This webcast was interesting, from a cataloger's standpoint. It was all about improving cataloger efficiency while still retaining good access (good access as defined by catalogers and reference librarians - I wonder what library users would think?). The first half of the presentation was about cataloging non-serial electronic resources. The Library of Congress (and, if I remember correctly, a few other libraries) participated in an experiment where some resources were cataloged according to current rules, while Access-level records were created for other resources. They measured cataloger efficiency when creating the two kinds of records - Access-level records (which, for electronic resources, they decided should have fewer descriptive elements, rather than fewer subject headings - usually it's subject headings that are cut when catalogers try to save time and money) saved catalogers, on average, an hour's worth of time per record.
The second half of the presentation was about serials - not just electronic serials, but all serials. If you have any experience at all with serials cataloging, you know how complicated it is to do it correctly. Well, with this part of the experiment, they tried to figure out how they could streamline serials cataloging - which record elements are really necessary and which can be discarded? I admit, as someone who is far more comfortable cataloging monographs than serials, that the idea of more streamlined serials cataloging guidelines seems appealing.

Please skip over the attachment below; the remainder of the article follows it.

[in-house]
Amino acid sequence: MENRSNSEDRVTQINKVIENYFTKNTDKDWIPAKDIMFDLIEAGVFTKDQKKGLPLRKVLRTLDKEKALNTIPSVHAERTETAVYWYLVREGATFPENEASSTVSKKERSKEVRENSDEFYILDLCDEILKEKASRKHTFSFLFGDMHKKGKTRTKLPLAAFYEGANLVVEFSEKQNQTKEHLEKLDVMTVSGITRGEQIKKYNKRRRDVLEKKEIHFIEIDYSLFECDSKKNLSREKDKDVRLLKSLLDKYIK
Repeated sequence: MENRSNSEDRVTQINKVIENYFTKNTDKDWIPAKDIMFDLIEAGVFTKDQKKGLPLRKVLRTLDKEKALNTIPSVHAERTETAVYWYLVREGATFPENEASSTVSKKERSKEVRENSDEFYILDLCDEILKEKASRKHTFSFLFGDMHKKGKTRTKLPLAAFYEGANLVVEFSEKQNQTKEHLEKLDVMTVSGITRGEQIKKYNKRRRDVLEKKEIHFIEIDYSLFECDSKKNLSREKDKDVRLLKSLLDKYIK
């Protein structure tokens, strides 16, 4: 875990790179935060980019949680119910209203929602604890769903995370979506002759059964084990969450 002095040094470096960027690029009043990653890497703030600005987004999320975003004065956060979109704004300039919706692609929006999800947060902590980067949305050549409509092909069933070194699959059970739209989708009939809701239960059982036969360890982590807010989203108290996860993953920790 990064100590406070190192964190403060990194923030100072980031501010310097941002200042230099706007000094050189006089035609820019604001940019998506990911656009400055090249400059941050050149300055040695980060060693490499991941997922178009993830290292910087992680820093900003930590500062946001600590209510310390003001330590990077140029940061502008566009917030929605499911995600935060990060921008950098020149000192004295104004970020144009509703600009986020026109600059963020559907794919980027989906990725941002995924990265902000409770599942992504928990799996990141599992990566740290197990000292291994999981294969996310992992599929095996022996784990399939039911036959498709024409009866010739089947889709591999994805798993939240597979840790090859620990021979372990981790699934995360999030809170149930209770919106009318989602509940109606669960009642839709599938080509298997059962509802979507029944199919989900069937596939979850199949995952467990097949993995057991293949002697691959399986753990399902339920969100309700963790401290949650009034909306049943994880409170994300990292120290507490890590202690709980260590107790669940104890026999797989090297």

This presentation happened two years ago - I know that the serials cataloging I learned in my Advanced Cataloging class wasn't what was talked about in this presentation, and I don't remember any mention of Access-level records for electronic resources, so I'm guessing that these changes are still being analyzed, tested, and thought over (unless they've been abandoned completely? - I should look into this some more).